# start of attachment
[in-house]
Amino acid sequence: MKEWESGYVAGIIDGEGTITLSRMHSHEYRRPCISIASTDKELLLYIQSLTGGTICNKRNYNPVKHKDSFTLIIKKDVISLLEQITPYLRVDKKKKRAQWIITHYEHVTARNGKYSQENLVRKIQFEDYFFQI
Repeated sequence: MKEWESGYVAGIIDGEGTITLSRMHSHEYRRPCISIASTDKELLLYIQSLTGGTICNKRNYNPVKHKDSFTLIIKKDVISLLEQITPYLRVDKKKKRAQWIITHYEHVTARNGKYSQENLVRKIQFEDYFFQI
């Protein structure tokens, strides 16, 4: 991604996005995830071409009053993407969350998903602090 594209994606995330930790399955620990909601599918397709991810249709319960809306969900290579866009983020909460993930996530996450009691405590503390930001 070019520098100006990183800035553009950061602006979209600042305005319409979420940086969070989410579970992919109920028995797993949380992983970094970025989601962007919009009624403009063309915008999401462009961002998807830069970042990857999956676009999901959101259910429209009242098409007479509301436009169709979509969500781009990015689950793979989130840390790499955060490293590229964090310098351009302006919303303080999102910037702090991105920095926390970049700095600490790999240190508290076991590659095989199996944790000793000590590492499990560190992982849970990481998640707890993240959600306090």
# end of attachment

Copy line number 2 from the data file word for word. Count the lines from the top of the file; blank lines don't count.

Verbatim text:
Amino acid sequence: MKEWESGYVAGIIDGEGTITLSRMHSHEYRRPCISIASTDKELLLYIQSLTGGTICNKRNYNPVKHKDSFTLIIKKDVISLLEQITPYLRVDKKKKRAQWIITHYEHVTARNGKYSQENLVRKIQFEDYFFQI